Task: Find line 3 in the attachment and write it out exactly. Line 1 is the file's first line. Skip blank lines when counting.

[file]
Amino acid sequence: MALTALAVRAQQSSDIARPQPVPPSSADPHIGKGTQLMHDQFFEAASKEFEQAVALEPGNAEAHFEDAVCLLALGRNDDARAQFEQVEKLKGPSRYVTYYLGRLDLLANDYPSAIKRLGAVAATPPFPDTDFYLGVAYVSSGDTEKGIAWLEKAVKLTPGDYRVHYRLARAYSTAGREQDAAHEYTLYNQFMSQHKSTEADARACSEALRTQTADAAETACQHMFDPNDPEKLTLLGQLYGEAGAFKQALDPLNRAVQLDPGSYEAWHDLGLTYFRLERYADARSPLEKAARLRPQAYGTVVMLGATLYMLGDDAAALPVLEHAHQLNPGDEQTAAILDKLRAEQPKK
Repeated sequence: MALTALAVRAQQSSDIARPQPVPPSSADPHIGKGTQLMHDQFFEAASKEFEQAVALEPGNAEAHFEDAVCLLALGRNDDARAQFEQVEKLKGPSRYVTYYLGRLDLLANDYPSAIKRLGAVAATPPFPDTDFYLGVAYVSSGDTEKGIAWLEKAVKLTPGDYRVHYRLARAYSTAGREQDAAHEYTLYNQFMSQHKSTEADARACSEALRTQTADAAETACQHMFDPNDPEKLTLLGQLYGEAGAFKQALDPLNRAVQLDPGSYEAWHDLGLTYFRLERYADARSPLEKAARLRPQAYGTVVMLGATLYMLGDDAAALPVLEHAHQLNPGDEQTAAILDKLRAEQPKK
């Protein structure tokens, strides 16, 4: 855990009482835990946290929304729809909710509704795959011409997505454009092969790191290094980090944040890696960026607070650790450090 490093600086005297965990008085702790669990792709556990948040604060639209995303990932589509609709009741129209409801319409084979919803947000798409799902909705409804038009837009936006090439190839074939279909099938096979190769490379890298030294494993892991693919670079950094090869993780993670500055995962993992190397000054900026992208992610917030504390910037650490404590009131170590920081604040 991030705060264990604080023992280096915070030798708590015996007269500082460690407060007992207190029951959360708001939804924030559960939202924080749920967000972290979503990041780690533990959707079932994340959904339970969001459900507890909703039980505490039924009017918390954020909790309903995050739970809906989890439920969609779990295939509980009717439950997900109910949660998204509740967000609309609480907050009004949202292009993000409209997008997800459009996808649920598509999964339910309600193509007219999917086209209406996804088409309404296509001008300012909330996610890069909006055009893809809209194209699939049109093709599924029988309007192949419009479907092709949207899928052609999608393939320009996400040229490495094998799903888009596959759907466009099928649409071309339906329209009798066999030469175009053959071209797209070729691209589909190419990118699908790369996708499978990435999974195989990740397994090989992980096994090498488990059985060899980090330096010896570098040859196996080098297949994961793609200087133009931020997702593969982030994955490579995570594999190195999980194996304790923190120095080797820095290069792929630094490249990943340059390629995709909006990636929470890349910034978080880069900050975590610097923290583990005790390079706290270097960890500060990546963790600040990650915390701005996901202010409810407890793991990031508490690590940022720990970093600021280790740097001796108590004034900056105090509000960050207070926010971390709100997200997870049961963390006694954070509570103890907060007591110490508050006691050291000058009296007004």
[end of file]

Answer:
């Protein structure tokens, strides 16, 4: 855990009482835990946290929304729809909710509704795959011409997505454009092969790191290094980090944040890696960026607070650790450090 490093600086005297965990008085702790669990792709556990948040604060639209995303990932589509609709009741129209409801319409084979919803947000798409799902909705409804038009837009936006090439190839074939279909099938096979190769490379890298030294494993892991693919670079950094090869993780993670500055995962993992190397000054900026992208992610917030504390910037650490404590009131170590920081604040 991030705060264990604080023992280096915070030798708590015996007269500082460690407060007992207190029951959360708001939804924030559960939202924080749920967000972290979503990041780690533990959707079932994340959904339970969001459900507890909703039980505490039924009017918390954020909790309903995050739970809906989890439920969609779990295939509980009717439950997900109910949660998204509740967000609309609480907050009004949202292009993000409209997008997800459009996808649920598509999964339910309600193509007219999917086209209406996804088409309404296509001008300012909330996610890069909006055009893809809209194209699939049109093709599924029988309007192949419009479907092709949207899928052609999608393939320009996400040229490495094998799903888009596959759907466009099928649409071309339906329209009798066999030469175009053959071209797209070729691209589909190419990118699908790369996708499978990435999974195989990740397994090989992980096994090498488990059985060899980090330096010896570098040859196996080098297949994961793609200087133009931020997702593969982030994955490579995570594999190195999980194996304790923190120095080797820095290069792929630094490249990943340059390629995709909006990636929470890349910034978080880069900050975590610097923290583990005790390079706290270097960890500060990546963790600040990650915390701005996901202010409810407890793991990031508490690590940022720990970093600021280790740097001796108590004034900056105090509000960050207070926010971390709100997200997870049961963390006694954070509570103890907060007591110490508050006691050291000058009296007004």